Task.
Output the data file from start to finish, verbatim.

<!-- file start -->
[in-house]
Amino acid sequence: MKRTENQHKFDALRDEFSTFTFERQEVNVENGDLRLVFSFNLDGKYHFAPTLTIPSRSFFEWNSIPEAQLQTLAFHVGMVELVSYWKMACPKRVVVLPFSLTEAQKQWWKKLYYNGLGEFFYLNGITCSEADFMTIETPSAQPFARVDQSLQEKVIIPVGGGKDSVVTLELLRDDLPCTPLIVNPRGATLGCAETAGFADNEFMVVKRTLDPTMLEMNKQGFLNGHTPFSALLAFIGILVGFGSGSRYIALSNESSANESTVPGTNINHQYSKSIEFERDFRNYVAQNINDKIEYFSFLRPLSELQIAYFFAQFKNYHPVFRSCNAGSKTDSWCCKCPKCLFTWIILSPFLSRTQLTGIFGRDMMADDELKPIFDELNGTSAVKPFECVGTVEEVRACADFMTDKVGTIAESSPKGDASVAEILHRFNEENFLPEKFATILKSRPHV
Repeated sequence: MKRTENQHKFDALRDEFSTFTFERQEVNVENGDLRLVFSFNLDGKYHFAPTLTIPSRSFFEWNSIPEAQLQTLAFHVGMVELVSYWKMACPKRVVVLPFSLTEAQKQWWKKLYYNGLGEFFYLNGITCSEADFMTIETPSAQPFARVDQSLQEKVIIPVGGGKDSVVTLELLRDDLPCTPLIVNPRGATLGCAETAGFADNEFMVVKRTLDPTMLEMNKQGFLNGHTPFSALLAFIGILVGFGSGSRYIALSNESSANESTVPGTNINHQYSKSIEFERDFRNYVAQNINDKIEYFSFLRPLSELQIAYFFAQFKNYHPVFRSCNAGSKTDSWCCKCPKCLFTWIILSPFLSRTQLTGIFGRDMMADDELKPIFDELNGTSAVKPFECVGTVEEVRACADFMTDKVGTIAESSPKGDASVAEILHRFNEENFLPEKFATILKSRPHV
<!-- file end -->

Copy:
[in-house]
Amino acid sequence: MKRTENQHKFDALRDEFSTFTFERQEVNVENGDLRLVFSFNLDGKYHFAPTLTIPSRSFFEWNSIPEAQLQTLAFHVGMVELVSYWKMACPKRVVVLPFSLTEAQKQWWKKLYYNGLGEFFYLNGITCSEADFMTIETPSAQPFARVDQSLQEKVIIPVGGGKDSVVTLELLRDDLPCTPLIVNPRGATLGCAETAGFADNEFMVVKRTLDPTMLEMNKQGFLNGHTPFSALLAFIGILVGFGSGSRYIALSNESSANESTVPGTNINHQYSKSIEFERDFRNYVAQNINDKIEYFSFLRPLSELQIAYFFAQFKNYHPVFRSCNAGSKTDSWCCKCPKCLFTWIILSPFLSRTQLTGIFGRDMMADDELKPIFDELNGTSAVKPFECVGTVEEVRACADFMTDKVGTIAESSPKGDASVAEILHRFNEENFLPEKFATILKSRPHV
Repeated sequence: MKRTENQHKFDALRDEFSTFTFERQEVNVENGDLRLVFSFNLDGKYHFAPTLTIPSRSFFEWNSIPEAQLQTLAFHVGMVELVSYWKMACPKRVVVLPFSLTEAQKQWWKKLYYNGLGEFFYLNGITCSEADFMTIETPSAQPFARVDQSLQEKVIIPVGGGKDSVVTLELLRDDLPCTPLIVNPRGATLGCAETAGFADNEFMVVKRTLDPTMLEMNKQGFLNGHTPFSALLAFIGILVGFGSGSRYIALSNESSANESTVPGTNINHQYSKSIEFERDFRNYVAQNINDKIEYFSFLRPLSELQIAYFFAQFKNYHPVFRSCNAGSKTDSWCCKCPKCLFTWIILSPFLSRTQLTGIFGRDMMADDELKPIFDELNGTSAVKPFECVGTVEEVRACADFMTDKVGTIAESSPKGDASVAEILHRFNEENFLPEKFATILKSRPHV